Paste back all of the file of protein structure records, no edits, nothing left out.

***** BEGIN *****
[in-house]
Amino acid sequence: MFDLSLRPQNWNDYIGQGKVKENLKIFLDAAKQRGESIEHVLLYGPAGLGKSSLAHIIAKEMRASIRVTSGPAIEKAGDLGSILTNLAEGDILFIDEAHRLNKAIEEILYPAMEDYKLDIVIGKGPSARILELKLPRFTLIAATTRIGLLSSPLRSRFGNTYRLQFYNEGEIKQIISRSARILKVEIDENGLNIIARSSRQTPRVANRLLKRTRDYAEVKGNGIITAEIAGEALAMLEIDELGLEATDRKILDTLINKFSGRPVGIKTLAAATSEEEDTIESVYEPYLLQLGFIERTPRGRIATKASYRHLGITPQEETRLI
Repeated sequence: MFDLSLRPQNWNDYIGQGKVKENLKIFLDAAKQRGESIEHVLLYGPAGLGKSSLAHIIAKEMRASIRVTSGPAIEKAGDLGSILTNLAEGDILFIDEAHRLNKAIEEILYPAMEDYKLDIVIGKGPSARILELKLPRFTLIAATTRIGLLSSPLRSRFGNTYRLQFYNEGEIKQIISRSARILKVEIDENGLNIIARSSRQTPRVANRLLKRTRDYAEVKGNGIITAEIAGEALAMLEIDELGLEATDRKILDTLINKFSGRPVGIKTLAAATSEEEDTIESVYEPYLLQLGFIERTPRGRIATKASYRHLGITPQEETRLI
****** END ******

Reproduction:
[in-house]
Amino acid sequence: MFDLSLRPQNWNDYIGQGKVKENLKIFLDAAKQRGESIEHVLLYGPAGLGKSSLAHIIAKEMRASIRVTSGPAIEKAGDLGSILTNLAEGDILFIDEAHRLNKAIEEILYPAMEDYKLDIVIGKGPSARILELKLPRFTLIAATTRIGLLSSPLRSRFGNTYRLQFYNEGEIKQIISRSARILKVEIDENGLNIIARSSRQTPRVANRLLKRTRDYAEVKGNGIITAEIAGEALAMLEIDELGLEATDRKILDTLINKFSGRPVGIKTLAAATSEEEDTIESVYEPYLLQLGFIERTPRGRIATKASYRHLGITPQEETRLI
Repeated sequence: MFDLSLRPQNWNDYIGQGKVKENLKIFLDAAKQRGESIEHVLLYGPAGLGKSSLAHIIAKEMRASIRVTSGPAIEKAGDLGSILTNLAEGDILFIDEAHRLNKAIEEILYPAMEDYKLDIVIGKGPSARILELKLPRFTLIAATTRIGLLSSPLRSRFGNTYRLQFYNEGEIKQIISRSARILKVEIDENGLNIIARSSRQTPRVANRLLKRTRDYAEVKGNGIITAEIAGEALAMLEIDELGLEATDRKILDTLINKFSGRPVGIKTLAAATSEEEDTIESVYEPYLLQLGFIERTPRGRIATKASYRHLGITPQEETRLI